Your actual ears will not be cut during the procedure, so you don’t have to worry about scars in plain sight. Cartilage and tissue can be shifted around through the incisions behind the ear, making this surgery as discrete as possible. While the changes made to your ears will be obvious in all the right ways, the surgical procedure you’ve had won’t be noticed at all.
What Makes a Good Candidate for Otoplasty?
Whether you’re considering otoplasty for yourself or for a child, a good candidate for this surgery should have concerns about their ear shape, size, or projection. These patients, or their parents, should have a clear understanding of what the ear surgery process is all about and what results can be reasonably expected. Above all, they must have a desire to improve their appearance by making corrections to their ears.
If otoplasty sounds like a good fit for you or your child, a good candidate must also meet certain criteria in order to be eligible for surgery. You should be in good overall health without any conditions that could delay aging. You should also be a non-smoker, as nicotine and tobacco use can lead to harmful side effects and complications during and after any surgery. Adults and children (as young as age 6) can be good candidates for otoplasty, but each prospective patient will be assessed on an individual basis to determine their own eligibility and surgical needs.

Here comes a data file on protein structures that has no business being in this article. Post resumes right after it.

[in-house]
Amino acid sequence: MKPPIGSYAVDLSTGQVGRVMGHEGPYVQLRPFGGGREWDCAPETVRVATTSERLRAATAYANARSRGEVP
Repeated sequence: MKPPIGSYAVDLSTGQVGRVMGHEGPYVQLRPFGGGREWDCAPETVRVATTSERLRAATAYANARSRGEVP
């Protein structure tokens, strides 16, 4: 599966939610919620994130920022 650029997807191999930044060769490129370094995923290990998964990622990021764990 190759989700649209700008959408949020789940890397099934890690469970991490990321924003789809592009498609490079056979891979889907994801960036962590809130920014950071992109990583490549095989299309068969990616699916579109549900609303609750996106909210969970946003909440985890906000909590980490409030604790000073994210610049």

Start Planning Your Otoplasty Today
For corrective ear surgery that is safe and effective, consult with an experienced, credentialed facial plastic surgeon to plan your otoplasty procedure. Dr. Ran Y. Rubinstein has been practicing in the Hudson Valley for more than 14 years and specializes in facial plastic surgery, nasal, and sinus disorders. He uniquely combines his medical and surgical expertise to help patients feel better and look better. He holds dual board-certification from the American Board of Facial Plastic and Reconstructive Surgery and the American Board of Otolaryngology – Head and Neck Surgery and is an Assistant Professor at New York Columbia Presbyterian Hospital.